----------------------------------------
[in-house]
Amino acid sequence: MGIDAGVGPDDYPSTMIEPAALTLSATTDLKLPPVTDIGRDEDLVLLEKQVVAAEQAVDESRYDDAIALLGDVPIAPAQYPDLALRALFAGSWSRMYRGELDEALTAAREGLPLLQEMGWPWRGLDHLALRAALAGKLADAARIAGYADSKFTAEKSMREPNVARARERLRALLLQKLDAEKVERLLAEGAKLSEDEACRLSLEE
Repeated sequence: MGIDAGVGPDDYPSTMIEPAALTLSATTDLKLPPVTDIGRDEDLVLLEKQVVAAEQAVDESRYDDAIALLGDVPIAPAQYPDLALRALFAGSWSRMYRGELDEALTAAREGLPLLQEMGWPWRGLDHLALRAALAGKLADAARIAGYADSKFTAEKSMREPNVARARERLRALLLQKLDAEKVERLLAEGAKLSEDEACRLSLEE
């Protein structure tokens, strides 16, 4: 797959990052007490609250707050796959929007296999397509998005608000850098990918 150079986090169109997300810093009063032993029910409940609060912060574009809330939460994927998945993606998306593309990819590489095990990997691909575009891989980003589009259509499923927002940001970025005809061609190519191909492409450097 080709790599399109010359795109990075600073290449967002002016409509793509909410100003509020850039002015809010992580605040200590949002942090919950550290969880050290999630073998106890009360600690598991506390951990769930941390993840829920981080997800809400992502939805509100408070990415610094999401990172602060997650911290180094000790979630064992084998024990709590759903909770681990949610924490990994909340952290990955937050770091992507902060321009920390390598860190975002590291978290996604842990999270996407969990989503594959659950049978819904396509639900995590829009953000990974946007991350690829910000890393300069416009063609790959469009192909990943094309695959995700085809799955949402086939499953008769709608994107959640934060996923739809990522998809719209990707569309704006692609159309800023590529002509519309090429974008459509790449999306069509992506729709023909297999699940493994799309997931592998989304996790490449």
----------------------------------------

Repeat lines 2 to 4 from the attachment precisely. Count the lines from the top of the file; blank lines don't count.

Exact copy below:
Amino acid sequence: MGIDAGVGPDDYPSTMIEPAALTLSATTDLKLPPVTDIGRDEDLVLLEKQVVAAEQAVDESRYDDAIALLGDVPIAPAQYPDLALRALFAGSWSRMYRGELDEALTAAREGLPLLQEMGWPWRGLDHLALRAALAGKLADAARIAGYADSKFTAEKSMREPNVARARERLRALLLQKLDAEKVERLLAEGAKLSEDEACRLSLEE
Repeated sequence: MGIDAGVGPDDYPSTMIEPAALTLSATTDLKLPPVTDIGRDEDLVLLEKQVVAAEQAVDESRYDDAIALLGDVPIAPAQYPDLALRALFAGSWSRMYRGELDEALTAAREGLPLLQEMGWPWRGLDHLALRAALAGKLADAARIAGYADSKFTAEKSMREPNVARARERLRALLLQKLDAEKVERLLAEGAKLSEDEACRLSLEE
């Protein structure tokens, strides 16, 4: 797959990052007490609250707050796959929007296999397509998005608000850098990918 150079986090169109997300810093009063032993029910409940609060912060574009809330939460994927998945993606998306593309990819590489095990990997691909575009891989980003589009259509499923927002940001970025005809061609190519191909492409450097 080709790599399109010359795109990075600073290449967002002016409509793509909410100003509020850039002015809010992580605040200590949002942090919950550290969880050290999630073998106890009360600690598991506390951990769930941390993840829920981080997800809400992502939805509100408070990415610094999401990172602060997650911290180094000790979630064992084998024990709590759903909770681990949610924490990994909340952290990955937050770091992507902060321009920390390598860190975002590291978290996604842990999270996407969990989503594959659950049978819904396509639900995590829009953000990974946007991350690829910000890393300069416009063609790959469009192909990943094309695959995700085809799955949402086939499953008769709608994107959640934060996923739809990522998809719209990707569309704006692609159309800023590529002509519309090429974008459509790449999306069509992506729709023909297999699940493994799309997931592998989304996790490449």